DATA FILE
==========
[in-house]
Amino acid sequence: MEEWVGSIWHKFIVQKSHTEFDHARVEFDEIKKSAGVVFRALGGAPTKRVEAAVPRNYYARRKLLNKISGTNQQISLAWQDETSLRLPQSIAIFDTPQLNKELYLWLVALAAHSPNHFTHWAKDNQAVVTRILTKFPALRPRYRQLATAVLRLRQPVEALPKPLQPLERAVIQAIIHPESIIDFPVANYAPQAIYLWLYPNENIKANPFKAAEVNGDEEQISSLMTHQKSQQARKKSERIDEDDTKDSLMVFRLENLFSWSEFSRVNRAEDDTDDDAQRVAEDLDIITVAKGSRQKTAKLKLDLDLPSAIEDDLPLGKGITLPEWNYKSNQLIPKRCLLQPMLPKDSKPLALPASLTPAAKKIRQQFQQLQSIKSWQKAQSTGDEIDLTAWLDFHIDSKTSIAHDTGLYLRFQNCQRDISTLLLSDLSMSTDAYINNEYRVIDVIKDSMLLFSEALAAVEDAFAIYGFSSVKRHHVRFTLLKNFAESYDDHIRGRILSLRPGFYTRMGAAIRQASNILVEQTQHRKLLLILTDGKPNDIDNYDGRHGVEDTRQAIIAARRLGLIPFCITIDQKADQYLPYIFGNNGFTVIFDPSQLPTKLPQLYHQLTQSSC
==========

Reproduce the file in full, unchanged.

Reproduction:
[in-house]
Amino acid sequence: MEEWVGSIWHKFIVQKSHTEFDHARVEFDEIKKSAGVVFRALGGAPTKRVEAAVPRNYYARRKLLNKISGTNQQISLAWQDETSLRLPQSIAIFDTPQLNKELYLWLVALAAHSPNHFTHWAKDNQAVVTRILTKFPALRPRYRQLATAVLRLRQPVEALPKPLQPLERAVIQAIIHPESIIDFPVANYAPQAIYLWLYPNENIKANPFKAAEVNGDEEQISSLMTHQKSQQARKKSERIDEDDTKDSLMVFRLENLFSWSEFSRVNRAEDDTDDDAQRVAEDLDIITVAKGSRQKTAKLKLDLDLPSAIEDDLPLGKGITLPEWNYKSNQLIPKRCLLQPMLPKDSKPLALPASLTPAAKKIRQQFQQLQSIKSWQKAQSTGDEIDLTAWLDFHIDSKTSIAHDTGLYLRFQNCQRDISTLLLSDLSMSTDAYINNEYRVIDVIKDSMLLFSEALAAVEDAFAIYGFSSVKRHHVRFTLLKNFAESYDDHIRGRILSLRPGFYTRMGAAIRQASNILVEQTQHRKLLLILTDGKPNDIDNYDGRHGVEDTRQAIIAARRLGLIPFCITIDQKADQYLPYIFGNNGFTVIFDPSQLPTKLPQLYHQLTQSSC